Up until recently, I’d have rather boiled my head than go shopping for jeans.
Too big. Too small. Too tight. Too baggy. Too long. Too short. Argh!
Finding a pair that fitted was impossible.
But that all changed when I met Stacey.
Stacey works in a posh department store and knows every brand of jean out there – from your skinnies to your boyfriends – and can tell almost immediately exactly which style is right for you.
She found me the perfect pair of jeans in seven minutes flat. Just the third pair she suggested slid on like a dream.
Yes, they were eye-wateringly expensive.
Yes, they were probably the most expensive pair in the shop.
Yes, she was probably on commission.
But did I care? Hell no.
Stacey had saved me hours of getting hot and bothered in changing rooms.
She’d made me look good (even *whisper it* great).
She’d saved me from wasting money on an inferior pair that I’d regret buying the minute I got home.
Now that, to me, is great selling.
Not blowing smoke up my @ss and telling me that the first two pairs looked great (they really didn’t).
Not waving me in the direction of a mountain of jeans that all looked the same to me.
Not pushing me into buying the first pair I tried on.
She’d sold to me purely by being knowledgeable about her niche and being incredibly helpful. So, when she suggested we head to the till, I couldn’t throw my credit card at her fast enough.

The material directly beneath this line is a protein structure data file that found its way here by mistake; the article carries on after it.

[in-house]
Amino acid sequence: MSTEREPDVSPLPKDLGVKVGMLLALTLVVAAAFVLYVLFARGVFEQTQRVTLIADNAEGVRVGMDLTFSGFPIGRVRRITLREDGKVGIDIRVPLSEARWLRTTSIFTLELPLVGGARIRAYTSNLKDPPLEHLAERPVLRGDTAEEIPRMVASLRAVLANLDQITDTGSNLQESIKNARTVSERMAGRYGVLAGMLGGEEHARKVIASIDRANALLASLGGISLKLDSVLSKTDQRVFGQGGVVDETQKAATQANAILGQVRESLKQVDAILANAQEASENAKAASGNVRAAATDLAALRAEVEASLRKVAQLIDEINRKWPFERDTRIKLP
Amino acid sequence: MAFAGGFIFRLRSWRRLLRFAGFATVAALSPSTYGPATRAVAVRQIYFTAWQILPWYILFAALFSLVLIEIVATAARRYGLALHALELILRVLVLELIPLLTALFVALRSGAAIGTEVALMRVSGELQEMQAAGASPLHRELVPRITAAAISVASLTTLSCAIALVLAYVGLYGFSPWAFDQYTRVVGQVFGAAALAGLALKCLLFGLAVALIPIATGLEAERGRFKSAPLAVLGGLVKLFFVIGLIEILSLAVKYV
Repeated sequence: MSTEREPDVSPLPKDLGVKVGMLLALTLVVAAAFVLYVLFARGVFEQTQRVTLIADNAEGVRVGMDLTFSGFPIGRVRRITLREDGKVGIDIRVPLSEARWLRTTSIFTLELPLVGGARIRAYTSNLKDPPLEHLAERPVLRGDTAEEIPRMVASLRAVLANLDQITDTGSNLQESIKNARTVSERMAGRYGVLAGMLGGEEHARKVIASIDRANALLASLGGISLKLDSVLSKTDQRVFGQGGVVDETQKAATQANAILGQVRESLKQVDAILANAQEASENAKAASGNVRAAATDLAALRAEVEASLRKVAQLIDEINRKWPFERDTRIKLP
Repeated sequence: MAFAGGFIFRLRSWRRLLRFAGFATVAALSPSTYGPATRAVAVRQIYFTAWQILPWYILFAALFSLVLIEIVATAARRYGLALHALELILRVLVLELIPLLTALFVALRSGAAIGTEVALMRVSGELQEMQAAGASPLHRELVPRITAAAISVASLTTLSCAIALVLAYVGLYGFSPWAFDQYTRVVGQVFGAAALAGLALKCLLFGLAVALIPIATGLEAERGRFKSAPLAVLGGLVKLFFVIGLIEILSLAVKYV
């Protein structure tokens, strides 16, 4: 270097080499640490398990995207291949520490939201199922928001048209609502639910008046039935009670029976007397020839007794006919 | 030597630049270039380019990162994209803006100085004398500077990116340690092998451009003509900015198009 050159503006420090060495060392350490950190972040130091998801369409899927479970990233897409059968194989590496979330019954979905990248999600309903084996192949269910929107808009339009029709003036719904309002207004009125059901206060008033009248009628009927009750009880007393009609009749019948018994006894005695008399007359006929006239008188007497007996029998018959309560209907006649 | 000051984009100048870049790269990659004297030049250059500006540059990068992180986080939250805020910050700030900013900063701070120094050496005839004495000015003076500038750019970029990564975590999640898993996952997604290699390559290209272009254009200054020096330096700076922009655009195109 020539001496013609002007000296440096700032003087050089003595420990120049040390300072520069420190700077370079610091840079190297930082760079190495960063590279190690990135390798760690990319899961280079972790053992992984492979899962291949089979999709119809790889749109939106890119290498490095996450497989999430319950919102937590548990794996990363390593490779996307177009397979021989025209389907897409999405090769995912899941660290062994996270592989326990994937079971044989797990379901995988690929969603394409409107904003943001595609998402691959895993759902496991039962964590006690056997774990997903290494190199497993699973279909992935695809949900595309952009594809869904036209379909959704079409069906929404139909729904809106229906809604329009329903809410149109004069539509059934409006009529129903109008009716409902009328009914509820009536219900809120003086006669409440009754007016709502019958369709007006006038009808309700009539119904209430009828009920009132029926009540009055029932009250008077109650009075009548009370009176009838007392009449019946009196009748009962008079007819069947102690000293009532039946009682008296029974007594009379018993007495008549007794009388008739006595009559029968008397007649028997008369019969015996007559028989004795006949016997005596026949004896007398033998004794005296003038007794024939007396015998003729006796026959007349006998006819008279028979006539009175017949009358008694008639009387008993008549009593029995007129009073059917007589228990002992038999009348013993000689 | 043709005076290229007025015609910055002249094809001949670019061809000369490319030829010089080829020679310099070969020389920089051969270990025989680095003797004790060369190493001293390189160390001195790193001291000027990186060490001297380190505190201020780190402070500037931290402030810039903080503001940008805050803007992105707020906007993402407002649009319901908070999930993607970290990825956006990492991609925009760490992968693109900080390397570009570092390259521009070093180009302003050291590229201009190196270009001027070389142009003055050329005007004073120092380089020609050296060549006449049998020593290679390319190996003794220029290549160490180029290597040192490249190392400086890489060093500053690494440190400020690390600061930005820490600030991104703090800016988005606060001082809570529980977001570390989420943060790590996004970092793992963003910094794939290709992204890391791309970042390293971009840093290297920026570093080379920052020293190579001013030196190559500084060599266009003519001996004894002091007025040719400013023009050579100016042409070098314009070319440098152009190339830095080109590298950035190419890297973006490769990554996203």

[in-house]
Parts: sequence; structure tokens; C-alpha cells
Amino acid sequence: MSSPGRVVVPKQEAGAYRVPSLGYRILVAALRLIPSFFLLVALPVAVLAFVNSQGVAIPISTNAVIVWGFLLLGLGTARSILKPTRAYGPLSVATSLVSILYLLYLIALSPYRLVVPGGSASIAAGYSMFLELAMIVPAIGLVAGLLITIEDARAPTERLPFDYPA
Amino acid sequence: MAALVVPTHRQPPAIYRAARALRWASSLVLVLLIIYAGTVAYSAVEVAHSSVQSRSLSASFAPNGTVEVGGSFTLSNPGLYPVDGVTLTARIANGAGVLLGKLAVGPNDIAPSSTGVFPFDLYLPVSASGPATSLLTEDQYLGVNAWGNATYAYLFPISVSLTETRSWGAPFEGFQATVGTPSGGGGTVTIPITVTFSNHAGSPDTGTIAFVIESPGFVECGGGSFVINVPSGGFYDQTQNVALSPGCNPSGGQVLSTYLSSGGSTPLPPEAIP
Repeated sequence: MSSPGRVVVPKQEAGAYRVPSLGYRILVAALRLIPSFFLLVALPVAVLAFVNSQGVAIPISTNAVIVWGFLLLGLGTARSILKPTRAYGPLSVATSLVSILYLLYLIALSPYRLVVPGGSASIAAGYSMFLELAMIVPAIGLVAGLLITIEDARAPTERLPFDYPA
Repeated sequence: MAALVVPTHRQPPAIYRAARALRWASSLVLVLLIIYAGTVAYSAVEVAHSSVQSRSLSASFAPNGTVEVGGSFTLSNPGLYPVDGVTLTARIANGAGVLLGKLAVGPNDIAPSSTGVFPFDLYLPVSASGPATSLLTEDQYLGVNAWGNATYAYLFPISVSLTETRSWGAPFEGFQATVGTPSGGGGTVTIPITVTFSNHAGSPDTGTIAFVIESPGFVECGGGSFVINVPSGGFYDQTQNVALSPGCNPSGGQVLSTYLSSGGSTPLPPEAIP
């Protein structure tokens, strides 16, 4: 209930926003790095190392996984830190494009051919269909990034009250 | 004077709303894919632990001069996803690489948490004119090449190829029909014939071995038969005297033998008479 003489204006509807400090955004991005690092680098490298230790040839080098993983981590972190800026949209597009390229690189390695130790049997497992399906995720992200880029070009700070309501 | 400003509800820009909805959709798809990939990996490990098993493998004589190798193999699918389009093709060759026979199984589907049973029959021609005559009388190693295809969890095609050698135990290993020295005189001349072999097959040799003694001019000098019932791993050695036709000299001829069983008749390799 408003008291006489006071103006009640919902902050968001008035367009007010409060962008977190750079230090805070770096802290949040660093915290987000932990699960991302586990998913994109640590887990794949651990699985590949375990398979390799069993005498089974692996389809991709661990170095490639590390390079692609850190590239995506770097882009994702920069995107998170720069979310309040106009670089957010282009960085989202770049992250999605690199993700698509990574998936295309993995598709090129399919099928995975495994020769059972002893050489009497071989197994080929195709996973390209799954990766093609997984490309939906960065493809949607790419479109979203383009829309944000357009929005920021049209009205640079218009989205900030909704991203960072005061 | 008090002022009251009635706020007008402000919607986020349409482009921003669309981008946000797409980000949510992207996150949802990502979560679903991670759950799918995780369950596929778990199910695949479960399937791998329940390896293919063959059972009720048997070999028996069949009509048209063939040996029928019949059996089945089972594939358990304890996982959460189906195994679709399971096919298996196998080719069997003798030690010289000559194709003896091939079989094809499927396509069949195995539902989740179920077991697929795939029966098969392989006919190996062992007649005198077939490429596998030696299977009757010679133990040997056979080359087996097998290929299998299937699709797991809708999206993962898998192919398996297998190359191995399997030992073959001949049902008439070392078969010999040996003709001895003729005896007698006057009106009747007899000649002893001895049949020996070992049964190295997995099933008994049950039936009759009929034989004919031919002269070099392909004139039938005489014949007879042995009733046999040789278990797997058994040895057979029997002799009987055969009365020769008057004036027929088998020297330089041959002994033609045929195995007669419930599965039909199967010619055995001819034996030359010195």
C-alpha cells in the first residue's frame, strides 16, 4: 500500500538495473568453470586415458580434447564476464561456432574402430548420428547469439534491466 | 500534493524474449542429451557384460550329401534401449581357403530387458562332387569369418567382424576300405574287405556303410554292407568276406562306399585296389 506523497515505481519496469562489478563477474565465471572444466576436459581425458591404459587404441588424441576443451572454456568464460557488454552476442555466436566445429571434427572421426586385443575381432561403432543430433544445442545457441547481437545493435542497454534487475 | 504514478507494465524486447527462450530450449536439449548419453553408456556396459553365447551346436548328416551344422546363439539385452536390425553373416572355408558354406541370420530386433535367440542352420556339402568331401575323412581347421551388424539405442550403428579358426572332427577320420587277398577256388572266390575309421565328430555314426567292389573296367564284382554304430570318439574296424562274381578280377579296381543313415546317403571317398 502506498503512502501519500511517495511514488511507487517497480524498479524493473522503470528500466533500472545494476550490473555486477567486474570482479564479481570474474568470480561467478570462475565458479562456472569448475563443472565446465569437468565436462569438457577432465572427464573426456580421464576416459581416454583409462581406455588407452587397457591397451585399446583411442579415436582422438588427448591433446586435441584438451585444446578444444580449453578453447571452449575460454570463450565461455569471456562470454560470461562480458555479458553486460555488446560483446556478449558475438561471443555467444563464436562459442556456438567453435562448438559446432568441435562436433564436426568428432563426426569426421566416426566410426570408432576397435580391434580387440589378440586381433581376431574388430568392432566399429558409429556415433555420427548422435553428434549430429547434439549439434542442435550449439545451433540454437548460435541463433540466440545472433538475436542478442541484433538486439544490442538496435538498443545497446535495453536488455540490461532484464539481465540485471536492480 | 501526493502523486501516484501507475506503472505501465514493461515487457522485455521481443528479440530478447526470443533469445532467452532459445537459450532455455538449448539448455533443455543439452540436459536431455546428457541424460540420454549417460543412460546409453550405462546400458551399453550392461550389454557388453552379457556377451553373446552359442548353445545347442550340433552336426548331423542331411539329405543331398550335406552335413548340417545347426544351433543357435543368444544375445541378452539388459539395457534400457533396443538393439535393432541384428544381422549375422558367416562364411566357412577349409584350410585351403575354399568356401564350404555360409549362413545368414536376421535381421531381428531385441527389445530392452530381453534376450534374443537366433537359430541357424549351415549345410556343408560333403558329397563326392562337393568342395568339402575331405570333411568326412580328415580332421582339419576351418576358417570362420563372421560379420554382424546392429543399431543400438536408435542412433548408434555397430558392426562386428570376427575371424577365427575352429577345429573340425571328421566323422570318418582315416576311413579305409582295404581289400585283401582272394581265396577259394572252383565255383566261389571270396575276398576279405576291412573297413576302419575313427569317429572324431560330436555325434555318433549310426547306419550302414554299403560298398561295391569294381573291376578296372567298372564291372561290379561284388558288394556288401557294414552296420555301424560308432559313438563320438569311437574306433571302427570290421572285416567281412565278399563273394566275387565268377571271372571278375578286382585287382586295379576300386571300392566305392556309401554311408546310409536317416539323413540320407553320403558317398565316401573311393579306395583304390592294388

So why am I telling you about Stacey?
Well, we’re often worried about appearing ‘pushy’ if we sell to our clients (I’ve had two clients just this week share these fears to me).
And it’s a valid concern. It’s something that many business owners struggle with.
No-one likes to have a sales spiel rammed down their throat by a cold caller or sit through a sales tsunami of in-your-face sales tactics.
But to me, aggressive selling is just bad selling.
Good selling is just about showing people how you can help them.
It’s the opposite of pushy. Instead of dragging prospects towards your business kicking and screaming, you make your world so attractive that they can’t help but step into it.
Good sales is about painting a picture of your clients’ improved future with you. Showing them what pain they’ll avoid and which problems you’ll solve for them.
Good sales is about delivering insights and a fresh point of view. About offering so much value upfront that they can’t help buying from you*, even if yours is a high-value product or service.
There’s nothing pushy about it.
If you’re being relentlessly helpful, it’s ok to then ask your prospects for their business (and you should). At that point they’ll be expecting it and will want you to.
So find your most comfortable style of selling that’s the perfect fit for you and your clients – it should reap some jean-ius results.
*I had a call a couple of weeks ago from a prospect who’d been reading my emails for two years. She told me ‘Kim – I’m already sold.’ She’s now my client.